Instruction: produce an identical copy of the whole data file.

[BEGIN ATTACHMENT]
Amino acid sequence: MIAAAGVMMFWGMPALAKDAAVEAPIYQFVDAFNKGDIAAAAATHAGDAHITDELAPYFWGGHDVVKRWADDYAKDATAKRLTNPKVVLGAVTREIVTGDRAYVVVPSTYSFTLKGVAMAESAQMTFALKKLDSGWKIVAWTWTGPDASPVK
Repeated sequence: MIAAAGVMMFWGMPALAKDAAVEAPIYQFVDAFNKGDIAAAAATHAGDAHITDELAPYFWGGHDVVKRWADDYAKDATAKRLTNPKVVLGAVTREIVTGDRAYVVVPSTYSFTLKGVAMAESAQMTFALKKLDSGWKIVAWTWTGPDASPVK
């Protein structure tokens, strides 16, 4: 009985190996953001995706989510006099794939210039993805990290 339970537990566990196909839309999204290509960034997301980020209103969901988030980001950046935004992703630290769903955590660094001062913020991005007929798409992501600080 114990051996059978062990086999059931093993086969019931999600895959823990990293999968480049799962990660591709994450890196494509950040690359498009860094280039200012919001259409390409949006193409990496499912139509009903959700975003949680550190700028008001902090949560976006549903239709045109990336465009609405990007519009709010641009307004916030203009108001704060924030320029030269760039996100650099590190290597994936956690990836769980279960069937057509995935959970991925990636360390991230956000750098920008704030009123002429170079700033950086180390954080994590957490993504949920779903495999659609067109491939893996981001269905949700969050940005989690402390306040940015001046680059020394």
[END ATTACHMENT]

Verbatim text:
Amino acid sequence: MIAAAGVMMFWGMPALAKDAAVEAPIYQFVDAFNKGDIAAAAATHAGDAHITDELAPYFWGGHDVVKRWADDYAKDATAKRLTNPKVVLGAVTREIVTGDRAYVVVPSTYSFTLKGVAMAESAQMTFALKKLDSGWKIVAWTWTGPDASPVK
Repeated sequence: MIAAAGVMMFWGMPALAKDAAVEAPIYQFVDAFNKGDIAAAAATHAGDAHITDELAPYFWGGHDVVKRWADDYAKDATAKRLTNPKVVLGAVTREIVTGDRAYVVVPSTYSFTLKGVAMAESAQMTFALKKLDSGWKIVAWTWTGPDASPVK
């Protein structure tokens, strides 16, 4: 009985190996953001995706989510006099794939210039993805990290 339970537990566990196909839309999204290509960034997301980020209103969901988030980001950046935004992703630290769903955590660094001062913020991005007929798409992501600080 114990051996059978062990086999059931093993086969019931999600895959823990990293999968480049799962990660591709994450890196494509950040690359498009860094280039200012919001259409390409949006193409990496499912139509009903959700975003949680550190700028008001902090949560976006549903239709045109990336465009609405990007519009709010641009307004916030203009108001704060924030320029030269760039996100650099590190290597994936956690990836769980279960069937057509995935959970991925990636360390991230956000750098920008704030009123002429170079700033950086180390954080994590957490993504949920779903495999659609067109491939893996981001269905949700969050940005989690402390306040940015001046680059020394």